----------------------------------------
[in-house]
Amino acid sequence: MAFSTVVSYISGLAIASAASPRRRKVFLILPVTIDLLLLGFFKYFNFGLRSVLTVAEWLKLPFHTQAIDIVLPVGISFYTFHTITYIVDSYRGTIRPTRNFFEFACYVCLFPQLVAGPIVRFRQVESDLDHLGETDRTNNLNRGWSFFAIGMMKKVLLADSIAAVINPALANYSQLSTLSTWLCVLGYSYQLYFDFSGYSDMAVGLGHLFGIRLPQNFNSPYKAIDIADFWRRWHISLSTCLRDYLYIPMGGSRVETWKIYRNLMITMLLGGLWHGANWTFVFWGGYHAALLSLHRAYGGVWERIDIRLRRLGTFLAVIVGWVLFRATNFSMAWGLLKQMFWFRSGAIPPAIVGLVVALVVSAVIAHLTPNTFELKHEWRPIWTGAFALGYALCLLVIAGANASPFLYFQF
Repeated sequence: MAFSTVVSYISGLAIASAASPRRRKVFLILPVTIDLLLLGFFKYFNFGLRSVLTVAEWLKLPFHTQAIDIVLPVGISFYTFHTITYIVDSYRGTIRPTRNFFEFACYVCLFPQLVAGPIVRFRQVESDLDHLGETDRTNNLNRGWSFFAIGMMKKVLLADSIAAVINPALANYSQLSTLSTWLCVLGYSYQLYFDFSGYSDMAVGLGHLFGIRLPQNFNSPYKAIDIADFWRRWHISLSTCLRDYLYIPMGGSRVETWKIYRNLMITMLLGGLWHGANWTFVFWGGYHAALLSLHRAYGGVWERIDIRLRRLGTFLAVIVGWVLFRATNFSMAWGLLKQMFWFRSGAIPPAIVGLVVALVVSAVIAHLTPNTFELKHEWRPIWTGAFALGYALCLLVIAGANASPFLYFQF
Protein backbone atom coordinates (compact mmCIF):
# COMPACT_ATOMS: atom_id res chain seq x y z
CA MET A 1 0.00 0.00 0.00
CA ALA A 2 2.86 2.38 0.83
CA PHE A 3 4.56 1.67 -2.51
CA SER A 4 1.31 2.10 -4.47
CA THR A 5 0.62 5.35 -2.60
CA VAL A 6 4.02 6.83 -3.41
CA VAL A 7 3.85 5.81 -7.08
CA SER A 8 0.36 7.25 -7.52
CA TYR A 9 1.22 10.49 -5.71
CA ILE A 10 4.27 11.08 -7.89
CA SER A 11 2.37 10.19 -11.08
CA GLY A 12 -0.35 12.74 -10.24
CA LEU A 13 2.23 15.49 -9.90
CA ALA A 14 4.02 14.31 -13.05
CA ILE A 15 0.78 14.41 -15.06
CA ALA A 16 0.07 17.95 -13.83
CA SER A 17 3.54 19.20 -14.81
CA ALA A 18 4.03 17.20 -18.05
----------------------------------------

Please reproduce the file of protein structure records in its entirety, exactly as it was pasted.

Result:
[in-house]
Amino acid sequence: MAFSTVVSYISGLAIASAASPRRRKVFLILPVTIDLLLLGFFKYFNFGLRSVLTVAEWLKLPFHTQAIDIVLPVGISFYTFHTITYIVDSYRGTIRPTRNFFEFACYVCLFPQLVAGPIVRFRQVESDLDHLGETDRTNNLNRGWSFFAIGMMKKVLLADSIAAVINPALANYSQLSTLSTWLCVLGYSYQLYFDFSGYSDMAVGLGHLFGIRLPQNFNSPYKAIDIADFWRRWHISLSTCLRDYLYIPMGGSRVETWKIYRNLMITMLLGGLWHGANWTFVFWGGYHAALLSLHRAYGGVWERIDIRLRRLGTFLAVIVGWVLFRATNFSMAWGLLKQMFWFRSGAIPPAIVGLVVALVVSAVIAHLTPNTFELKHEWRPIWTGAFALGYALCLLVIAGANASPFLYFQF
Repeated sequence: MAFSTVVSYISGLAIASAASPRRRKVFLILPVTIDLLLLGFFKYFNFGLRSVLTVAEWLKLPFHTQAIDIVLPVGISFYTFHTITYIVDSYRGTIRPTRNFFEFACYVCLFPQLVAGPIVRFRQVESDLDHLGETDRTNNLNRGWSFFAIGMMKKVLLADSIAAVINPALANYSQLSTLSTWLCVLGYSYQLYFDFSGYSDMAVGLGHLFGIRLPQNFNSPYKAIDIADFWRRWHISLSTCLRDYLYIPMGGSRVETWKIYRNLMITMLLGGLWHGANWTFVFWGGYHAALLSLHRAYGGVWERIDIRLRRLGTFLAVIVGWVLFRATNFSMAWGLLKQMFWFRSGAIPPAIVGLVVALVVSAVIAHLTPNTFELKHEWRPIWTGAFALGYALCLLVIAGANASPFLYFQF
Protein backbone atom coordinates (compact mmCIF):
# COMPACT_ATOMS: atom_id res chain seq x y z
CA MET A 1 0.00 0.00 0.00
CA ALA A 2 2.86 2.38 0.83
CA PHE A 3 4.56 1.67 -2.51
CA SER A 4 1.31 2.10 -4.47
CA THR A 5 0.62 5.35 -2.60
CA VAL A 6 4.02 6.83 -3.41
CA VAL A 7 3.85 5.81 -7.08
CA SER A 8 0.36 7.25 -7.52
CA TYR A 9 1.22 10.49 -5.71
CA ILE A 10 4.27 11.08 -7.89
CA SER A 11 2.37 10.19 -11.08
CA GLY A 12 -0.35 12.74 -10.24
CA LEU A 13 2.23 15.49 -9.90
CA ALA A 14 4.02 14.31 -13.05
CA ILE A 15 0.78 14.41 -15.06
CA ALA A 16 0.07 17.95 -13.83
CA SER A 17 3.54 19.20 -14.81
CA ALA A 18 4.03 17.20 -18.05